What is a Freight Broker?

The actual language on a freight broker’s license issued by the U.S. Department of Transportation / Federal Motor Carrier Safety Administration (USDOT/FMCSA) to describe the authorized activity of a freight broker reads like this, “This License is evidence of the applicant’s authority to engage in operations, in interstate or foreign commerce, as a broker, arranging for transportation of freight (except household goods) by motor vehicle.”

A Freight Broker is a logistics specialist that serves as a liaison between a manufacturer that needs shipping services and an authorized motor carrier.  Logistics is the science of optimizing the distribution of freight and freight-flow from manufacturer to consumer to reduce inventories, cut transportation costs, speed delivery, and improve customer service.  It is the process of planning, implementing, and controlling the efficient flow of goods. 

Freight brokers play an important role in the movement of cargo; the broker doesn’t function as a manufacturer, buyer, seller, or a carrier.  Instead, a freight broker works to determine the needs of a manufacturer (or shipper) and connects that manufacturer (or shipper) with a carrier willing to transport the items at an acceptable price.  Freight broker services are valuable to both manufacturers (or shippers) and motor carriers. 

Freight brokers help shippers find and book reliable carriers that might otherwise be difficult to locate and dispatch.  They assist motor carriers in filling their trucks and earning money for transporting a wide variety of items.  Freight brokers use their knowledge of the shipping industry and technological resources to help shippers and carriers accomplish their goals.  Many companies find the services provided by freight brokers to be indispensable.  In fact, some companies hire brokers to coordinate all of their shipping needs. 

During the middle and later 1990s, private companies discovered the benefits of hiring or outsourcing outside logistics experts (freight brokers) to manage the total flow of products from raw materials to finished goods.  Recognizing the value of the freight broker’s strategic business counsel, companies utilizing third-party logistics providers (freight brokers) have become more efficient, competitive and focused on their core competencies.  It is like having a full or part time virtual assistant traffic manager.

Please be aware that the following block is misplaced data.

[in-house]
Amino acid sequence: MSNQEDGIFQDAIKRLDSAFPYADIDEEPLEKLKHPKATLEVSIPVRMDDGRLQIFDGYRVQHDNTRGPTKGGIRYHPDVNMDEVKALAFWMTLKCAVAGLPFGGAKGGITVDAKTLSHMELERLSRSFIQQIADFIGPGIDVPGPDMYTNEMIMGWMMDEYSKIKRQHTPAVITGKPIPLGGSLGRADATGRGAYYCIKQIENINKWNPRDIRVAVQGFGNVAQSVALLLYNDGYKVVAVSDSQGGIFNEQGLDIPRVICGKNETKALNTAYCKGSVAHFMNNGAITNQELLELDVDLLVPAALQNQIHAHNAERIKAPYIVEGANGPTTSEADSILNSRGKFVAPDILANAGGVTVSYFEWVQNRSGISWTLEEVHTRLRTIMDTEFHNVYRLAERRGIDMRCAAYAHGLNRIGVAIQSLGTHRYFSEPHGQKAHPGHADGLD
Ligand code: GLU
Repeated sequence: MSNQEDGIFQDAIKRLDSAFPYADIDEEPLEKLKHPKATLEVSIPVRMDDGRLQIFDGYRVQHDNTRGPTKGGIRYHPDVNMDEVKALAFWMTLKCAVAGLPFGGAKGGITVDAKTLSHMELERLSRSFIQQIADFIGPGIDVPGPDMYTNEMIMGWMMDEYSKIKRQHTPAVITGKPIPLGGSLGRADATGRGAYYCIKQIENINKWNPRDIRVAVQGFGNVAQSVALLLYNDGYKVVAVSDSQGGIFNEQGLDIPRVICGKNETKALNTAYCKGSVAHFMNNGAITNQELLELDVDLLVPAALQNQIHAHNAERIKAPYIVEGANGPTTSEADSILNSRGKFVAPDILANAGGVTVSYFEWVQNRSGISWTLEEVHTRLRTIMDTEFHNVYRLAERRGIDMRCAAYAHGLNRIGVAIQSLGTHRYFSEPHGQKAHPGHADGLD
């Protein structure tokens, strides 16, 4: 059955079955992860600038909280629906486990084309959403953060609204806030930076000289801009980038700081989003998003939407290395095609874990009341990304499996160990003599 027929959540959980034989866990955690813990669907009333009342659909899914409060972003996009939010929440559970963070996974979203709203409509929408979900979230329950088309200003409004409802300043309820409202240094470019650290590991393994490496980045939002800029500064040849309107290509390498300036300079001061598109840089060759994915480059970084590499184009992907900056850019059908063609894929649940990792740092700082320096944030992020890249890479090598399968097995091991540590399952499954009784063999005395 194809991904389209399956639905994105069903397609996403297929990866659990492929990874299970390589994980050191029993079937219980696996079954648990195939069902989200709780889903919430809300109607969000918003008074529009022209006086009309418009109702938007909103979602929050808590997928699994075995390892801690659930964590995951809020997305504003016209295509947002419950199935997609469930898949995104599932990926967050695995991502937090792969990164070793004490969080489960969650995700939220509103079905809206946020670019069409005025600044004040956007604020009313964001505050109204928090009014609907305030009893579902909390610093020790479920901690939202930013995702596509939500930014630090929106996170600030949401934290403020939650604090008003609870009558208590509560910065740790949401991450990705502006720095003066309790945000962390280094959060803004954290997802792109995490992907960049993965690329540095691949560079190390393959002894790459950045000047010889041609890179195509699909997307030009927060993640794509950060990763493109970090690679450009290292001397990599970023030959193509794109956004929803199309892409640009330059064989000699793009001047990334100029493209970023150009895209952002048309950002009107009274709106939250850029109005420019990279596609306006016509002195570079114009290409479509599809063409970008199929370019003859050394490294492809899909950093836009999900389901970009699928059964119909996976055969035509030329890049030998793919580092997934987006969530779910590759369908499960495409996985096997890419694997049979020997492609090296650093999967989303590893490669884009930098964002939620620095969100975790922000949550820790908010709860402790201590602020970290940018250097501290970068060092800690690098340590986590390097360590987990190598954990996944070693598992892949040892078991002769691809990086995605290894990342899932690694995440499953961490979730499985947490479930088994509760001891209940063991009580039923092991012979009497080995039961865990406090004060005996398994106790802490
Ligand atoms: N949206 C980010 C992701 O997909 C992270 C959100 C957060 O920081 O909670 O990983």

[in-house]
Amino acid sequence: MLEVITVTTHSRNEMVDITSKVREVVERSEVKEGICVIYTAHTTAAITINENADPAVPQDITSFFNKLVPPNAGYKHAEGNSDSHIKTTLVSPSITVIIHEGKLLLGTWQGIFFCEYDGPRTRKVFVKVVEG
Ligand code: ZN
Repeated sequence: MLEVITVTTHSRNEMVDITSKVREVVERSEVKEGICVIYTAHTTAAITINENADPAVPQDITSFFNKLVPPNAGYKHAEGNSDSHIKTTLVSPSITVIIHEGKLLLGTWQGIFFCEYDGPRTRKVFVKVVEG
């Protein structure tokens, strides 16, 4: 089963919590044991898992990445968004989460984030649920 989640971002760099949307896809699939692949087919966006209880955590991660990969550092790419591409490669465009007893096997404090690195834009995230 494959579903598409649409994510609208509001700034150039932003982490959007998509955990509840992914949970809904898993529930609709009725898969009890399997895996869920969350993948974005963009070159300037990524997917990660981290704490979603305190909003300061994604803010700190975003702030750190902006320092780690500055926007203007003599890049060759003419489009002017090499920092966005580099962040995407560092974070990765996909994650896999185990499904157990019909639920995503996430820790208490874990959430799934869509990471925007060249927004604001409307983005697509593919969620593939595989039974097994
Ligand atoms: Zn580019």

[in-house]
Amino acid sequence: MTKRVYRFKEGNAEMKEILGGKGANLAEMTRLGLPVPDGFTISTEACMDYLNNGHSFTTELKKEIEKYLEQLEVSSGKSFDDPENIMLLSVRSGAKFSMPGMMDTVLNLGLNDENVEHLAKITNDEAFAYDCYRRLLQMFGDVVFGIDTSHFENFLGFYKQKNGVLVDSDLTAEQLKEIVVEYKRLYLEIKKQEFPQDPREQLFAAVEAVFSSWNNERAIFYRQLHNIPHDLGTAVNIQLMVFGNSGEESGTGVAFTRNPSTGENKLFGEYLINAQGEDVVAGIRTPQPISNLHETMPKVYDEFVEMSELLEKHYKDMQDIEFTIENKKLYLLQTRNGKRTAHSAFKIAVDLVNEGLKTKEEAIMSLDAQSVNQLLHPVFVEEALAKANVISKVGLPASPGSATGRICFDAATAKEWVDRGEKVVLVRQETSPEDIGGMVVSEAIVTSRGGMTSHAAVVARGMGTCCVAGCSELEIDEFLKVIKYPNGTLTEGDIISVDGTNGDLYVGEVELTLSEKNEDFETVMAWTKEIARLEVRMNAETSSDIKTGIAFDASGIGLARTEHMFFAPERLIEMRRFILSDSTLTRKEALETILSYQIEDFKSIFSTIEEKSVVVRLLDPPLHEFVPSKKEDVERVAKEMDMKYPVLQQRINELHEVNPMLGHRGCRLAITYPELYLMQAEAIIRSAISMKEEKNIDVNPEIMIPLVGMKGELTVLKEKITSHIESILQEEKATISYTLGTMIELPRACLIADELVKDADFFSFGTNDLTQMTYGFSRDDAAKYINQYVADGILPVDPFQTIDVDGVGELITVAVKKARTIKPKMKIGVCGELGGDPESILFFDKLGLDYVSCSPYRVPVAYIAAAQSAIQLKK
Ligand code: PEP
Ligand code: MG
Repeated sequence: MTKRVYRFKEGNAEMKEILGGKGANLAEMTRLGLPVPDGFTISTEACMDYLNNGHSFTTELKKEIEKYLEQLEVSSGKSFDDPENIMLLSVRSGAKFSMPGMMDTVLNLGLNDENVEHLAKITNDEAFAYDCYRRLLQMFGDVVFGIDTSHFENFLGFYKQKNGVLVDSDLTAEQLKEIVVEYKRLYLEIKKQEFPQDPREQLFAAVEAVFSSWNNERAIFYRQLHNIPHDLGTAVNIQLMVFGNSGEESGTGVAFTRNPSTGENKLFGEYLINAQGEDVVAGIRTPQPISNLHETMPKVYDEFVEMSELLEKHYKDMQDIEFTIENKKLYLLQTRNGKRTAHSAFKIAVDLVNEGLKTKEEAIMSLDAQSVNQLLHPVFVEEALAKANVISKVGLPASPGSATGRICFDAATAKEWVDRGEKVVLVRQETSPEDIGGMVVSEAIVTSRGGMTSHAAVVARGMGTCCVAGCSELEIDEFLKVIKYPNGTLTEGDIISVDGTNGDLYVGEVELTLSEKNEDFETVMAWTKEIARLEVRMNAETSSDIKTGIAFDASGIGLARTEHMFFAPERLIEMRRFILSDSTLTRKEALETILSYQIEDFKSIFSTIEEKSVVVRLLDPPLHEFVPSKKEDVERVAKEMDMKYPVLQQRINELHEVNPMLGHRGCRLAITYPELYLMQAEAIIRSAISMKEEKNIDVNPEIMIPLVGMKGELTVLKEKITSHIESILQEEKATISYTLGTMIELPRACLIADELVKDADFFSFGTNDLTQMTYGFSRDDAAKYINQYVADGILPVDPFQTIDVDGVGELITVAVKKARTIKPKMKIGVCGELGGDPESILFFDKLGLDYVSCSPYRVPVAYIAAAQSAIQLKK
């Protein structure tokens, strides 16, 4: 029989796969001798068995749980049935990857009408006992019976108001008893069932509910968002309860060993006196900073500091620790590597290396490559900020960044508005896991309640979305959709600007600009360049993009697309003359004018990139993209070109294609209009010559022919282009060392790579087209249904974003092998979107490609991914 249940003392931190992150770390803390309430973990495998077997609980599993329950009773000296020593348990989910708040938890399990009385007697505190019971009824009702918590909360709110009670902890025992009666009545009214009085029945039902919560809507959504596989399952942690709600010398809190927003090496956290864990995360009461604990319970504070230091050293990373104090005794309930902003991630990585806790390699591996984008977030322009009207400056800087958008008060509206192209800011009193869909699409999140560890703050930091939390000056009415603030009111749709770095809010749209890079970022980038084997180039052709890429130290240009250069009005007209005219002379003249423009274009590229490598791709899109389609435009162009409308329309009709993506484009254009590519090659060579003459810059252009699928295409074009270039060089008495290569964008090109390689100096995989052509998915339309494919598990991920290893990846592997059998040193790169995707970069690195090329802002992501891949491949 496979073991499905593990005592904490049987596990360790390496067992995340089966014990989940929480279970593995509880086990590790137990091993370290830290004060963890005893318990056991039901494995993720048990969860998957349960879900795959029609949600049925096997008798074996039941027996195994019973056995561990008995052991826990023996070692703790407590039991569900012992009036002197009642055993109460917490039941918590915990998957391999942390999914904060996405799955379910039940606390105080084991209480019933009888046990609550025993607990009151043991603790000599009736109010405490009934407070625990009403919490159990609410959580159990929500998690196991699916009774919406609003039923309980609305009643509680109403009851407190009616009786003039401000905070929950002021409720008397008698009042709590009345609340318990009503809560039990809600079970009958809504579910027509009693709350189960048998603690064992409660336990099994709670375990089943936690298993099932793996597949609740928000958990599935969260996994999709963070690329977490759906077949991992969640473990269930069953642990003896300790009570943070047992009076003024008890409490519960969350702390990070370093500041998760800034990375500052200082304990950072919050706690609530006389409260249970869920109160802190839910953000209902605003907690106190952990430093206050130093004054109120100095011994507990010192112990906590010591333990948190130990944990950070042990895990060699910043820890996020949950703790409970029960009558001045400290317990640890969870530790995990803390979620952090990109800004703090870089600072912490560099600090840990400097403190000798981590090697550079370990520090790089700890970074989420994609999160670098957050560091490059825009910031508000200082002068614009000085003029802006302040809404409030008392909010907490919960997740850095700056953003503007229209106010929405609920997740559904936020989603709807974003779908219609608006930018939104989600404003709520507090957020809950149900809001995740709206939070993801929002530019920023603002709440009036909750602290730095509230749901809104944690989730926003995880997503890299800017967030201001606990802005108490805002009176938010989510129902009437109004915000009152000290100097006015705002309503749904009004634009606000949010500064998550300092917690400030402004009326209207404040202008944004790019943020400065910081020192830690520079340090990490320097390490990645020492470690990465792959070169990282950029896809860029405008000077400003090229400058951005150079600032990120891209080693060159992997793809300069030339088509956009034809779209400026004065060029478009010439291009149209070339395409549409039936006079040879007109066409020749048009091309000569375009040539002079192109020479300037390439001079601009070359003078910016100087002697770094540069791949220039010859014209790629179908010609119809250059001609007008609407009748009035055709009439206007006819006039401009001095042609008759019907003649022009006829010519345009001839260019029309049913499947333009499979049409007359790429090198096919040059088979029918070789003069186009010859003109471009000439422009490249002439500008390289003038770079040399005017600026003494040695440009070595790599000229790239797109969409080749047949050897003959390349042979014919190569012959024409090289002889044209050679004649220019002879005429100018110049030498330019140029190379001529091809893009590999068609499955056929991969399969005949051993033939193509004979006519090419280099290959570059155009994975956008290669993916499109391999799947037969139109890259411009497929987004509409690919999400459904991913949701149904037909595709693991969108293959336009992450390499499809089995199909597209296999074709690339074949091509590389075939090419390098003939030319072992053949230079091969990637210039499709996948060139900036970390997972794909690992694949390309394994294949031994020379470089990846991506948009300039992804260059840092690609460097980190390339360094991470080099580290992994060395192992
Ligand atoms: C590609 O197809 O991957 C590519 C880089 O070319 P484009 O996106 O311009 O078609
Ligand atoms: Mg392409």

Often, freight brokers are confused with freight forwarders.  Though a freight forwarder performs some of the same tasks as a freight broker, the two are not the same.  A forwarder takes possession of the items being shipped, consolidates smaller shipments, and arranges for the transportation of the consolidated shipments.  By contrast, a freight broker never takes possession of items being shipped.

Some freight brokers are “alter egos” or sub-divisions, of either a shipper or a carrier, bringing their particular bias into its operating philosophy and rate setting (pricing). 

Other freight brokers are stand alone businesses known as “pure” freight brokers.   

Duregger Logistics is a completely independent “pure” cost plus freight brokerage which moves freight efficiently, at or below, the current, lane specific, average market rates.


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